by Jane M. Orient, M.D.
The words of the year as 2019 ends appear to be “OK Boomer” and “woke.” To this Boomer, it appears that the younger generation is blaming us for all the Evil in the world, from their perch of “woke” moral superiority. They consider us to be out of touch and over the hill.
According to Merriam-Webster, “woke” means “aware of and actively attentive to important facts and issues (especially issues of racial and social justice).” It went from being a black activist watchword to internet slang.
It is apparent that there is a giant political divide in this country, partly but not entirely intergenerational. In my opinion, my generation bears a lot of blame, but probably not in the way that most Millennials think. Waiting for us to die and get out of the way is not going to solve the problem—particularly in medicine.
There is one indisputable advantage I have as a Boomer. I have had the experience of being young; my younger patients have not experienced growing old. I know exactly what that cross-stitched embroidery on my wall means: “Ve get so soon old und so late schmart.”
I was young and impressionable and passionately held some very ill-informed opinions. I did some stupid things—but did not do worse things because I had the benefit of learning something from older people’s experience.
I had the inestimable advantage, which so many young people today lack, of having a traditional extended family. My mother was at home, running my father’s contracting business. My grandparents lived next door. I played Scrabble with Grandma, and learned a little German from Grandpa. My father was home every night. I got some invaluable experience, not especially enjoyable at the time, by sweeping the floor and picking up bent nails at construction sites.
I got a nice head start because of my dad’s hard work. It put me through medical school debt-free. Most Millennials cannot have the same advantage. Their daddies could not have learned skills like carpentry at home, or built a house by themselves, starting with the surveying and ditch-digging with pick and shovel. “Protective” regulations would have prevented it. They cannot build up savings as I could, when one could earn real interest not cancelled out by inflation, and when much less of one’s paycheck was devoured by taxation.
Do Millennials have the same chance to get into medical school as I did? It depends. The admissions process in my day was generally meritocratic even if not entirely fair. Today, the main emphasis is “diversity.” Straight white males and Asians seem to face discrimination. A correct attitude is critical, while organic chemistry may not be required at all—never mind that the body is a chemical factory, built on carbon-based (i.e. organic) chemicals. The new doctors are different—not necessarily better.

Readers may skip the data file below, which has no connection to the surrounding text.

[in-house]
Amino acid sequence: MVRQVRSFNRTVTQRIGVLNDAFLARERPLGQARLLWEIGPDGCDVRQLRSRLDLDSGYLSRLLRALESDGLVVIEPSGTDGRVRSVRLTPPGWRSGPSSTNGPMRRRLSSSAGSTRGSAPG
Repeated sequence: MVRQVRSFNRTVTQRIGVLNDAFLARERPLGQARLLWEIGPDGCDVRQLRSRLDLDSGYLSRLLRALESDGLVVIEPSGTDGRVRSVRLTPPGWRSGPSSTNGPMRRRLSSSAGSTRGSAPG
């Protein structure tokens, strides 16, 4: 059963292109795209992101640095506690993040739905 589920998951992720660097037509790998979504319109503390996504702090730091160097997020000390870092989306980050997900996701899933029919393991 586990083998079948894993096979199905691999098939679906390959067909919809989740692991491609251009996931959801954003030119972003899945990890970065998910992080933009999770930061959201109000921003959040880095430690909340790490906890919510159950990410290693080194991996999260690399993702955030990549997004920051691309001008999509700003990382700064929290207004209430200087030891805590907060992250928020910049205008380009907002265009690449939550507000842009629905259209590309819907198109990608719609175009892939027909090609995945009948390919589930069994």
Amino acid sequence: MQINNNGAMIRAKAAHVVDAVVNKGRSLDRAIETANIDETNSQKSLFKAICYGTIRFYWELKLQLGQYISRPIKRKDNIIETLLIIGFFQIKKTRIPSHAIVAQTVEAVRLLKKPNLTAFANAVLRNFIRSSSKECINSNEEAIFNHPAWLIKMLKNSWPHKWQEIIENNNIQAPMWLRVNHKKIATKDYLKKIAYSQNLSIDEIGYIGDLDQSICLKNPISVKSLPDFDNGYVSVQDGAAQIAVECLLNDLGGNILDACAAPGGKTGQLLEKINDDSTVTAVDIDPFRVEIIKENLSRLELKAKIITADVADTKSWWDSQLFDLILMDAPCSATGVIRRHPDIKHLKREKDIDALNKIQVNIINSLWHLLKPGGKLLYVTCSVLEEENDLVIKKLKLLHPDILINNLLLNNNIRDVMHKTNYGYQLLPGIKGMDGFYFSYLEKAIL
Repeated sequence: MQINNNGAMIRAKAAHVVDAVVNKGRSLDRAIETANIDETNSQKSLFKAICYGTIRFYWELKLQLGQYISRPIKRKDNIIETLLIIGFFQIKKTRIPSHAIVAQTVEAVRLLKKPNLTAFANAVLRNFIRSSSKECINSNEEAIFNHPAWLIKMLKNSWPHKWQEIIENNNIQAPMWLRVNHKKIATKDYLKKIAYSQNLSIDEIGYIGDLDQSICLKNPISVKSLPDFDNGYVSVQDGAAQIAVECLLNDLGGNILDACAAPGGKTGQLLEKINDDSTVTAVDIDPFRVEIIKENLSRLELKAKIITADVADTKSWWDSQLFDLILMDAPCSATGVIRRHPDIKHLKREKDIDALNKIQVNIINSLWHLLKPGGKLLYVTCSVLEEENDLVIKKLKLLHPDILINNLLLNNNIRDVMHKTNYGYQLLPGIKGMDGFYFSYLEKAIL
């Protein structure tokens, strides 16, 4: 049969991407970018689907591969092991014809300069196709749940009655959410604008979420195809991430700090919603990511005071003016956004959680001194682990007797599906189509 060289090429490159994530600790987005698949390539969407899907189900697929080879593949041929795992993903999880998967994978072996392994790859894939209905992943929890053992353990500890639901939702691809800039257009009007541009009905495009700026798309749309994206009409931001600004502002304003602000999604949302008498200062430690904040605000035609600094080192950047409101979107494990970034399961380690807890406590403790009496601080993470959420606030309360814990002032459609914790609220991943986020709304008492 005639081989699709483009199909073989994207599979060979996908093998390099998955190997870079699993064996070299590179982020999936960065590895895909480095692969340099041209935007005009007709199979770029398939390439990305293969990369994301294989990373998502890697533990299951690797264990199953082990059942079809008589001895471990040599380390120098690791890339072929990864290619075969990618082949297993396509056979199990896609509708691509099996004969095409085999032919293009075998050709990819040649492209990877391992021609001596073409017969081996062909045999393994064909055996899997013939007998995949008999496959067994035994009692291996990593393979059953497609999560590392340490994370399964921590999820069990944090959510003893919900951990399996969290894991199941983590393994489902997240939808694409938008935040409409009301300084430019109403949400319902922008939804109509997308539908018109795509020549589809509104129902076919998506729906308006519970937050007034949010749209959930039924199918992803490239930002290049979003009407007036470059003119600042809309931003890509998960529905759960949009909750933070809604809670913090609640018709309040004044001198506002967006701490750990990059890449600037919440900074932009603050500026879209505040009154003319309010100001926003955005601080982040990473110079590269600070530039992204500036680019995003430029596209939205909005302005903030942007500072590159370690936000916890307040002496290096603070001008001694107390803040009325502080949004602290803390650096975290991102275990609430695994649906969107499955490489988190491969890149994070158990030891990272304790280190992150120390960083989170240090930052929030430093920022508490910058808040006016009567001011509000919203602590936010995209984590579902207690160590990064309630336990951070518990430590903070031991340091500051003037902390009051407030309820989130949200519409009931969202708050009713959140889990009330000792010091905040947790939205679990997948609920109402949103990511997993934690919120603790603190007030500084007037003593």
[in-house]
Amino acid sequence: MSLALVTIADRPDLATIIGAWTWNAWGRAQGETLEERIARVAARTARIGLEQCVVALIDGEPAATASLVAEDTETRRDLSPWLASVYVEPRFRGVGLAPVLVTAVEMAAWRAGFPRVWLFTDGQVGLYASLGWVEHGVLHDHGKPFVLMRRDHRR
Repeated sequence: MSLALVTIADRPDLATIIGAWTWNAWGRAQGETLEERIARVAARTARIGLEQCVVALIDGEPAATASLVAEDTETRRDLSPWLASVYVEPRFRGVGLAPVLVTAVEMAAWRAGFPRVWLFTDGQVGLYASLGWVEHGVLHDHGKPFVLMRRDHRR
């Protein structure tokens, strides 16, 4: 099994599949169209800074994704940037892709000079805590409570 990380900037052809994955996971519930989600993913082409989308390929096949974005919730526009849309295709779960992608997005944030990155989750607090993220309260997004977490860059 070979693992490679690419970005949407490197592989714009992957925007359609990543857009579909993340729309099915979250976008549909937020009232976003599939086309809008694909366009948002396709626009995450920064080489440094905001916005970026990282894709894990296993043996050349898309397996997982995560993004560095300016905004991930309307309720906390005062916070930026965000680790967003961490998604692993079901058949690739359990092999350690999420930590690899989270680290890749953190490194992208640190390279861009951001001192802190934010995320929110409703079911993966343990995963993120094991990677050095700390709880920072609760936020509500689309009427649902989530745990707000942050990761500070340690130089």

Virtually all students will face a crushing load of debt, because of soaring tuition without any improvement in knowledge output. Unable to take the financial risk of declaring independence, and faced with new, ever-increasing re-certification requirements, young physicians will be enslaved to the opinions of their employers and specialty boards.
The Boomer generation is largely responsible. The Berkeley window-smashing “Free Speech” movement assured your ability to constantly fling obscene or profane words, while undermining cultural norms and traditional authorities. One institution after another—universities, the media, churches, professional organizations, charities, political parties, even businesses—surrendered to the radicals’ Marxist, holier-than-thou ideology.
Boomers also brought us the “entitlements” that are bankrupting government and mortgaging the labor of the younger generation. Most don’t care about robbing their grandchildren when this consequence is pointed out to them. State governments, professionals, insurers, and bureaucrats are also most concerned about getting their share of the loot.
The younger generation throughout its early years is trapped in age-segregated cocoons, surrounded by guilt-inducing, fear-inspiring indoctrination; immersed in virtual reality; isolated from natural family, their cultural history, opportunities to learn real-world skills, and dissenting opinions.
As C.S. Lewis pointed out, it is important to read old books because each generation makes different mistakes. It is critical for the generations to talk to each other—to break down the barriers of censorship and distrust, to seek universal truths, and to keep the flame of freedom alive. We need to be awake and in touch.
Dr. Jane M. Orient, M.D., has appeared on major television and radio networks in the U.S. speaking about issues related to Healthcare Reform.
She is currently president of Doctors for Disaster Preparedness and has been the chairman of the Public Health Committee of the Pima County (Arizona) Medical Society since 1988.
Dr. Jane Orient has been in solo practice of general internal medicine in Tucson since 1981 and is a clinical lecturer in medicine at the University of Arizona College of Medicine. Her op-eds have been published in hundreds of local and national newspapers, magazines, internet, followed on major blogs and covered in the Wall Street Journal and the New York Times.
Dr. Jane Orient authored YOUR Doctor Is Not In: Healthy Skepticism about National Health Care, published by Crown; the second through fourth editions of Sapira’s Art and Science of Bedside Diagnosis, published by Lippincott, Williams & Wilkins; and Sutton’s Law, a novel about where the money is in medicine today.
Dr. Orient’s position on healthcare reform:
“The Healthcare plan will increase individual health insurance costs, and if the federal government puts price controls on the premiums, the companies will simply have to go out of business. Promises are made, but the Plan will deliver higher costs, more hassles, fewer choices, less innovation, and less patient care.”